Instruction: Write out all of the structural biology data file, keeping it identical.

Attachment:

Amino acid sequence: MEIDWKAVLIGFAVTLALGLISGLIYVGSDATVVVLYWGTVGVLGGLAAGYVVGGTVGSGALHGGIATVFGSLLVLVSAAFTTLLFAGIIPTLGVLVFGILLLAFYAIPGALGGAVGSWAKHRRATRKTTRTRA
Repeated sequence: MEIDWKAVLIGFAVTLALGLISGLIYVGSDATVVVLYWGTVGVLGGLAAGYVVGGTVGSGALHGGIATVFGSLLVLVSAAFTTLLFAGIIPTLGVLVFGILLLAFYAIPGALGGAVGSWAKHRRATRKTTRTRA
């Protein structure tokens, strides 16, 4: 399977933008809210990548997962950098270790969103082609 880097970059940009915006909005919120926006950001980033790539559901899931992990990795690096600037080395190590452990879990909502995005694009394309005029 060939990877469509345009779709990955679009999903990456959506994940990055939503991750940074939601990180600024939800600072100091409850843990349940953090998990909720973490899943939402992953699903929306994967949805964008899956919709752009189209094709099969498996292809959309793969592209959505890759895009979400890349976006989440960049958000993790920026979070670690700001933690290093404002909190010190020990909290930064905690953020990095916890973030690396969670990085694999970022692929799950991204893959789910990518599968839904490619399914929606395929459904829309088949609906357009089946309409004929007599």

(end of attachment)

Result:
Amino acid sequence: MEIDWKAVLIGFAVTLALGLISGLIYVGSDATVVVLYWGTVGVLGGLAAGYVVGGTVGSGALHGGIATVFGSLLVLVSAAFTTLLFAGIIPTLGVLVFGILLLAFYAIPGALGGAVGSWAKHRRATRKTTRTRA
Repeated sequence: MEIDWKAVLIGFAVTLALGLISGLIYVGSDATVVVLYWGTVGVLGGLAAGYVVGGTVGSGALHGGIATVFGSLLVLVSAAFTTLLFAGIIPTLGVLVFGILLLAFYAIPGALGGAVGSWAKHRRATRKTTRTRA
């Protein structure tokens, strides 16, 4: 399977933008809210990548997962950098270790969103082609 880097970059940009915006909005919120926006950001980033790539559901899931992990990795690096600037080395190590452990879990909502995005694009394309005029 060939990877469509345009779709990955679009999903990456959506994940990055939503991750940074939601990180600024939800600072100091409850843990349940953090998990909720973490899943939402992953699903929306994967949805964008899956919709752009189209094709099969498996292809959309793969592209959505890759895009979400890349976006989440960049958000993790920026979070670690700001933690290093404002909190010190020990909290930064905690953020990095916890973030690396969670990085694999970022692929799950991204893959789910990518599968839904490619399914929606395929459904829309088949609906357009089946309409004929007599």